little man versus the big man

  the old man 19:40 04 Apr 2006

Can someone provide a recommendation in the Chester/North wales area for a reputable computer installer that I can approach for a new system. Have priced what I want on the web with MESH at £999.00 but same system and it is exactly same specs with Evesham is £330 more. WOW.
I have a couple of small shops near to me but one has changed owners at least 3 times and downsized their premises in the last 18 months. The other has now closed down but they have another branch about 15 miles away but when I used the closed one for a mobo, cpu and ram upgrade the AthlonXP cpu was not set up correctly and there were 3 leads left unconnected to the mobo. You can see where my apprehension with small dealers come from.

  [DELETED] 19:49 04 Apr 2006

Do you really need an installer.
You are communicating here on something.
Keep that line of communitation open until your new beast in up and running.
Most systems from the big boys come ready to go straight of the box [mostly]
IMHO go for the big'un you fancy and use their support and this forum to iron out the wrinkles if any,

  the old man 19:56 04 Apr 2006

sorry, meant a computer retailer to build the system I would like, locally.

  [DELETED] 13:11 05 Apr 2006

Have you thought about going to your local computer fair?
You can get a list of those in your area here
click here
Most have dealers who will build bespoke systems and a little gentle prodding will soon weed out those operating out of their garage or garden shed. Try to find one who has a shop or retail outlet where you can go for any futeure help/assistance. Dealers are usually reputable, attend shows on a regular basis and offer excellent deals.
I got a system based around an Athalon 64 3200+ CPU with a NVidia 256Mb graphics card, a 120Mb hard drive, 400W PSU, PCI Motherboard, multi-card reader, DVD Rom and DVD Re-writer, TV tuner card, floppy drive, a caddy for my old hard drive, choice of cases, XP Pro fully installed and with full OEM system disc, and 1Gb RAM (expandable to 2Gb) all for less than £700. I couldn't build it myself for that money!

  the old man 11:09 06 Apr 2006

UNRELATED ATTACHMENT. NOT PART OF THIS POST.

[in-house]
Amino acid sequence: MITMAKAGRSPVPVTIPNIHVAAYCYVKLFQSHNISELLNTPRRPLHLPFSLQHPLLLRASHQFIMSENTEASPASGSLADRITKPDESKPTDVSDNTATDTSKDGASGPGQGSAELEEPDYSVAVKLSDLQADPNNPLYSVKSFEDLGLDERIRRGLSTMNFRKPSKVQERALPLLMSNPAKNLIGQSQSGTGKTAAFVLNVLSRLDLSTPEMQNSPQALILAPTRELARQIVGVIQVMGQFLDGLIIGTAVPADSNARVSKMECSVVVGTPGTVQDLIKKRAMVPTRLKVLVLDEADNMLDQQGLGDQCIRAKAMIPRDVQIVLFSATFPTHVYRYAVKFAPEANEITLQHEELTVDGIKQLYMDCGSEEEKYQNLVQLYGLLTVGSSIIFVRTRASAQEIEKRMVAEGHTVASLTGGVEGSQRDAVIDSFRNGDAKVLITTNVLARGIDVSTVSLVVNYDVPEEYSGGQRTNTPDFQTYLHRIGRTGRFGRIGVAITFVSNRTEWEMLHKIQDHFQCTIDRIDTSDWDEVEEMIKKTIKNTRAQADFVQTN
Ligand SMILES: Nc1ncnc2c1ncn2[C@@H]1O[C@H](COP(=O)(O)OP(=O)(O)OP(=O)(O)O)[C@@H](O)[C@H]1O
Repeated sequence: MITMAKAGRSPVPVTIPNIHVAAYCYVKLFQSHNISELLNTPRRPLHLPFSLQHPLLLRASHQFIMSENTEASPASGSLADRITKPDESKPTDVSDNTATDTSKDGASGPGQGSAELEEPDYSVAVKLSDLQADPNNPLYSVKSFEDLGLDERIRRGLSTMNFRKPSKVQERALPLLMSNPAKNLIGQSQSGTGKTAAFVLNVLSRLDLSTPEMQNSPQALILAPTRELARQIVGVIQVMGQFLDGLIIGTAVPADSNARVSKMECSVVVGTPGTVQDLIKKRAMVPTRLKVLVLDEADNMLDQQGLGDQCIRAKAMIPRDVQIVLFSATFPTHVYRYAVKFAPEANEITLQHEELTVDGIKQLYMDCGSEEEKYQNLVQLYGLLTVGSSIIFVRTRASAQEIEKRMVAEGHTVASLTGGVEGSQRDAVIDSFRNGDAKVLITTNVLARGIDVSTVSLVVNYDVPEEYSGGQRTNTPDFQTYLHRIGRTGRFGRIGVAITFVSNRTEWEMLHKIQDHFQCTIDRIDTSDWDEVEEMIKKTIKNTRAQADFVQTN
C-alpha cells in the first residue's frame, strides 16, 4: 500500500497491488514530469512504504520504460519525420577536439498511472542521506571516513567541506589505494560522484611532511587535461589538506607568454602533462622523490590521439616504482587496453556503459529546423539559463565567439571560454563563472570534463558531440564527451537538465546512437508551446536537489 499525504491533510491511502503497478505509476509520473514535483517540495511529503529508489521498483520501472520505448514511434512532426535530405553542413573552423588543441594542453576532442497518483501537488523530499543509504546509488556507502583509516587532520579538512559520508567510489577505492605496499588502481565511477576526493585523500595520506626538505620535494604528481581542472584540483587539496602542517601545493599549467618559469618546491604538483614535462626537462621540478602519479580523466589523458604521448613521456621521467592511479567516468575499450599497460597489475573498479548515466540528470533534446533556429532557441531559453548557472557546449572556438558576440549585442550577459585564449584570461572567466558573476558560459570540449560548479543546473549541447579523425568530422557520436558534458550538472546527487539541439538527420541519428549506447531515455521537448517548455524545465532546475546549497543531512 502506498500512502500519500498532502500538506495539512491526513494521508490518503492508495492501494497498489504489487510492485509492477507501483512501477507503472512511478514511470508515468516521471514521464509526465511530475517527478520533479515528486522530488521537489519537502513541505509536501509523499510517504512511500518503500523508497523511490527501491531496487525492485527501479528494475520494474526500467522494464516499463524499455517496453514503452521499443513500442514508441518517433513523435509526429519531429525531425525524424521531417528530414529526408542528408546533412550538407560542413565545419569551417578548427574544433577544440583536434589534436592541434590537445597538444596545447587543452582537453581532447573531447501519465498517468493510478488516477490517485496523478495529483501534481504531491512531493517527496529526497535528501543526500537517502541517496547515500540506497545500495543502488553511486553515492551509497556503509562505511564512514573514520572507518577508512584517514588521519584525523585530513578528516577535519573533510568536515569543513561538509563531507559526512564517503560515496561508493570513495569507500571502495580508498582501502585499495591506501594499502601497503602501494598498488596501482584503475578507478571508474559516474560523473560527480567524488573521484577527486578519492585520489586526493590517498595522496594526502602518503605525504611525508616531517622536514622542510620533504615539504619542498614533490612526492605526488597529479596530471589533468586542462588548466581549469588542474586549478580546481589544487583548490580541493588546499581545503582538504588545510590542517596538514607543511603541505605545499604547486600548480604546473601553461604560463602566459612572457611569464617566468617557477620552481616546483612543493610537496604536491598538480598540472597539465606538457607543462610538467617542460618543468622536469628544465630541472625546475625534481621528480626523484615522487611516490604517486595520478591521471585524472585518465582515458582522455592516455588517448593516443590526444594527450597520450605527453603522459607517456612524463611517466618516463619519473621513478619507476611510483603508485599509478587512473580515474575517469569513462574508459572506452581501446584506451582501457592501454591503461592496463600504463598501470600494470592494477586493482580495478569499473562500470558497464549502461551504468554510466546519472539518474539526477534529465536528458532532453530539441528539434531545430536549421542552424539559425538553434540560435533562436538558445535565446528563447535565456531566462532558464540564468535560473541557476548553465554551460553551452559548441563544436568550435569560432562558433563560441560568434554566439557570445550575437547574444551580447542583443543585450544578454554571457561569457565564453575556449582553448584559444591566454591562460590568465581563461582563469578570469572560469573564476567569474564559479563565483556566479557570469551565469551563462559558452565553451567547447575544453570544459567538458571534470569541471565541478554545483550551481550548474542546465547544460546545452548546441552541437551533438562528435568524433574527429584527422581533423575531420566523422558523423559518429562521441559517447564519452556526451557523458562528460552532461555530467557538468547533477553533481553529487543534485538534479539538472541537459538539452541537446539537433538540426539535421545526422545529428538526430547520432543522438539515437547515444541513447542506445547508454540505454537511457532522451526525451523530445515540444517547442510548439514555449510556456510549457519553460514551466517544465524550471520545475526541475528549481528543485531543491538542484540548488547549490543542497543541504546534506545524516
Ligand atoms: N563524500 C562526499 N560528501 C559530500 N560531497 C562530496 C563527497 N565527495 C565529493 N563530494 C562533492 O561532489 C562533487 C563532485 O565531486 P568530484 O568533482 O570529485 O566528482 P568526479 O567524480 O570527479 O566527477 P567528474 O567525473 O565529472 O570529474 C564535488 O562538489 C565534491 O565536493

This is the spec. I have been looking at and can get it for £999.00.
Midi-Tower ATX Case +550W PSU -Black/Silver (460w)
AMD Athlon™ 64 X2 Dual-Core 3800
1024MB DDR400 Memory - PC3200
256MB nVIDIA GeForce 7900 GT
250/300GB Serial ATA Hard Drive
Creative Labs Sound Blaster X-Fi Xtreme Music Sound Card
16x Dual Layer DVD-Re-Writable +R/-R/RW
16x DVD-ROM Drive
Windows® XP Home Edition SP2
19" Viewsonic VA1912W/VA1912 TFT Display
DVI connector Cable
Creative Labs T6060 - 5.1 Surround with Subwoofer
Desktop Keyboard & Mouse

Have just been quoted £1425.00 incl vat and 1year rtb warranty.

Someone please extol the virtues of the small supplier to me against places on the web.

  [DELETED] 11:26 06 Apr 2006

If its £1425 from the small local retailer and £999 from a big web company for the same spec then I'd have to go for the cheaper web price. Or do you men the other way about?

The main advantage to buying a PC from a local shop is the after sales service, you can phone them, pop down and see them and physically pick up the PC and take it down there, plus if they do home visits you are only 20 minutes away from him/her if they are ignoring you or don't provide a good service you can actually go and see someone face to face. If you buy from a big web based firm you end up with 2 options if something goes wrong, email, which you might not be able to do if the computer that is faulty is the only one available and phoning or writing to them. With the best will in the world there is only so much support someone on the end of a phone line can give and because support involves people it is therefore rather expensive and therefore there are usually few people so it can take a long time on the phone. Some companies also charge premium rates on the calls. These are all things that should be checked before purchase.